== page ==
The sound of Trump supporters chanting “Send her back!” echoed across the country and around the world yesterday as the president repeated his attack on four Democratic congresswomen, including Ilhan Omar, against whom the chant was directed.
The use of this language at the rally in North Carolina underscores the danger posed by the president’s fascist strategy. Trump and his supporters are declaring their support for the removal from office and deportation of Omar, a Somali-born US citizen, for criticizing the administration. In the context of growing right-wing violence in the US and worldwide, Trump is inciting his supporters to attack her.
But just minutes before, Trump thanked the majority of House Democrats for voting against an impeachment resolution. “I just heard that the United States House of Representatives has overwhelmingly voted to kill … the resolution, how stupid is that, on impeachment,” Trump said. “I want to thank those Democrats because many of them voted for us,” he added as the crowd cheered loudly.
After touting his tax cuts for the rich, the rising stock market and the expansion of military funding, Trump added:
“The leading voices of the Democrat Party are left-wing extremists who stand against everything our nation stands for, but again I have to tell you, this vote was so big I have to thank many of the Democrats. No, no, I really do, I respect it, I really do. That [impeachment vote] was a slaughter. Many of the people who voted for us were Democrats, and I want to thank them because they did the right thing for our country.”
In political and legal terms, the House Democrats’ 137-95 vote against impeachment is effectively an endorsement of Trump’s policies.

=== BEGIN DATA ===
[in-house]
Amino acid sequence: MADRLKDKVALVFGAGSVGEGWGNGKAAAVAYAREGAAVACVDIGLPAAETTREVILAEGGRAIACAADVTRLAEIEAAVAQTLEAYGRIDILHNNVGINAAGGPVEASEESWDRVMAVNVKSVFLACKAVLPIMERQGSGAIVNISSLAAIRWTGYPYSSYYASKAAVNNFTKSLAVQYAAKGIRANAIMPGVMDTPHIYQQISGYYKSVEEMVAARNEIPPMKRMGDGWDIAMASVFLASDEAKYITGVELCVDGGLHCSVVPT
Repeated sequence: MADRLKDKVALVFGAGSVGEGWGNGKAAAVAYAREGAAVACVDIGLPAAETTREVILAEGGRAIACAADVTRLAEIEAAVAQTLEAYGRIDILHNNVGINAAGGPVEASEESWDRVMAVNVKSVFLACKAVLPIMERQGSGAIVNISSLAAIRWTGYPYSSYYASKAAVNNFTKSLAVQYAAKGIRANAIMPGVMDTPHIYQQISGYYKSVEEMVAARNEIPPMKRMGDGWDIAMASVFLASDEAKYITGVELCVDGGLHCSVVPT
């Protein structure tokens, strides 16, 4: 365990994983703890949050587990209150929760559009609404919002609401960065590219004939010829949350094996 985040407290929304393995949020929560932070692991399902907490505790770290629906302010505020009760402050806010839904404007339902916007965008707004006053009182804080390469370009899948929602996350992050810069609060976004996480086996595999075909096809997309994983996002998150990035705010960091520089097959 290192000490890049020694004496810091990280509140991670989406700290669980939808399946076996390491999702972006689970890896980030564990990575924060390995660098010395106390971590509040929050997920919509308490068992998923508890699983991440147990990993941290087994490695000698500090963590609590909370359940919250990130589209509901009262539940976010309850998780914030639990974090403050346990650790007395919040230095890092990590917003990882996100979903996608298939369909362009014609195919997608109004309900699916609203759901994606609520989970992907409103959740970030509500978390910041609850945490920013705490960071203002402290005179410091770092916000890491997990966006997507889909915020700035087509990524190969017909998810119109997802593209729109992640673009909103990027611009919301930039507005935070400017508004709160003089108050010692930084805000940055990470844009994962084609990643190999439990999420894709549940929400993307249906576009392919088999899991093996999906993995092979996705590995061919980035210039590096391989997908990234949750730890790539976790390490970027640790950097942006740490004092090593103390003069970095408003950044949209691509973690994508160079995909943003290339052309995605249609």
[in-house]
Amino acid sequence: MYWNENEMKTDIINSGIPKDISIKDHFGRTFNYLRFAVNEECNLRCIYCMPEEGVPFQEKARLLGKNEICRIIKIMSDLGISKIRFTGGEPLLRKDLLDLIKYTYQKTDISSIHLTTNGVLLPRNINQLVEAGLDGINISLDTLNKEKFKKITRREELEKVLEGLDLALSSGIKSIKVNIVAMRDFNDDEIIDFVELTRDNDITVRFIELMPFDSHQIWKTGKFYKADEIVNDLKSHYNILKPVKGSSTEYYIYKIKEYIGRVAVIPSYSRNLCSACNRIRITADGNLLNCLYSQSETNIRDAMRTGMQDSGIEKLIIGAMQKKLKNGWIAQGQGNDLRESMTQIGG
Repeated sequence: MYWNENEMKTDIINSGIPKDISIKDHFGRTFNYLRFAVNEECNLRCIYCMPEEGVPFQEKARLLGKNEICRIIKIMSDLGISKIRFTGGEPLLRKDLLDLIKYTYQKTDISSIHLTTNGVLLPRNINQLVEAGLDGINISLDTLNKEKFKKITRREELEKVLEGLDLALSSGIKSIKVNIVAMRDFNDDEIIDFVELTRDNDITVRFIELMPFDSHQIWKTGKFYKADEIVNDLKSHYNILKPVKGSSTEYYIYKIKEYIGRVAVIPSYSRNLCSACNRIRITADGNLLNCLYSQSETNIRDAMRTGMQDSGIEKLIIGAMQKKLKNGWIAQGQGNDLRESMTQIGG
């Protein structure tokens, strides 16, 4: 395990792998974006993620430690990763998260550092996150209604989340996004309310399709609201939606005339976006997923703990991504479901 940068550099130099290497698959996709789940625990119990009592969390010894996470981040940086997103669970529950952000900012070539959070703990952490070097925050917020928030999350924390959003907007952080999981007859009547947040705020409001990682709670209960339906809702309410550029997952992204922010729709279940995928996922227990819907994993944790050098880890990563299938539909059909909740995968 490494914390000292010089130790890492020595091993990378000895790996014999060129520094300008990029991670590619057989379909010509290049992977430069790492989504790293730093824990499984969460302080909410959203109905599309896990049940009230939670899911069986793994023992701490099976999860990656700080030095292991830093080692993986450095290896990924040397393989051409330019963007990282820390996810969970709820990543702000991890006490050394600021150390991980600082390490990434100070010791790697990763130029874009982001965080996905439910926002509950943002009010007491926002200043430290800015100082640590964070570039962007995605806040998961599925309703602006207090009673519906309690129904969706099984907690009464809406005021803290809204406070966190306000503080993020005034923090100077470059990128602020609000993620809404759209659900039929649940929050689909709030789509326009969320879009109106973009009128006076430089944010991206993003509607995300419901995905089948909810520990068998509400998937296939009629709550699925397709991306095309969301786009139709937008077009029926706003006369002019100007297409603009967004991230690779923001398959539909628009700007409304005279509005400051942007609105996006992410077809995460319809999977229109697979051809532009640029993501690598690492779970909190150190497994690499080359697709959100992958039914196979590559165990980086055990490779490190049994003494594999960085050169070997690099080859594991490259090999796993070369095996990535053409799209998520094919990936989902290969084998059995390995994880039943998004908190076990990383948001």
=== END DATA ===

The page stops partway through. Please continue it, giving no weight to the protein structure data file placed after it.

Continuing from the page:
Trump’s praise for the Democratic Party was not mere bluster—he chose his words carefully according to a deliberate political strategy. In the theater of American bourgeois politics, every word and movement is a signal to political allies and opponents.
He is appealing to the wealthy politicians and power brokers who comprise the Democratic Party establishment and who, like Trump, also oppose the influence of self-described “socialist” candidates like Alexandria Ocasio-Cortez and Rashida Tlaib, and intend to make no concessions to their calls even for modest reform.
While Democrats passed a resolution denouncing Trump’s “racism,” behind the scenes they are actively working with his administration to slash social spending and increase funding for the military.
On Wednesday, Pelosi and Senate Minority Leader Charles Schumer spoke at length to Treasury Secretary Steven Mnuchin, with all parties announcing they were “close” to a two-year budget deal that would raise the debt ceiling and increase funding for the armed forces. After the discussion with Pelosi, Mnuchin declared he has a “clear understanding” with the California Democrat.
Both sides, Mnuchin said, “agreed there will be offsets”—in other words, cuts to social spending. In a Politico article headlined, “Democrats not willing to totally snub ‘deplorable’ Trump,” Virginia Democrat Don Beyer said, “I do think we can compartmentalize, absolutely. And I suspect that he can too. We’re going to continue to speak out. But he’s also still president for the next year and a half and we want to get legislation done.” Last week, House Democrats voted overwhelmingly to provide $733 billion in military spending for fiscal year 2020, the highest figure in history.
The Democratic Party is a party of reaction, based on an alliance of the military-intelligence apparatus, Wall Street, and the affluent, identity-obsessed upper middle class.
Its differences with Trump have always been tactical in character. The Democrats’ chief concern is that Trump is undermining the key strategic imperatives of American imperialism—particularly in relation to Russia—and that his unpredictable and erratic behavior will destabilize domestic politics, stoke popular opposition, and further endanger their foreign policy goals. When it comes to cutting taxes, lowering interest rates and increasing military spending, the Democrats and Trump agree. Both support Trump’s oft-repeated threat that “America will never be a socialist country.”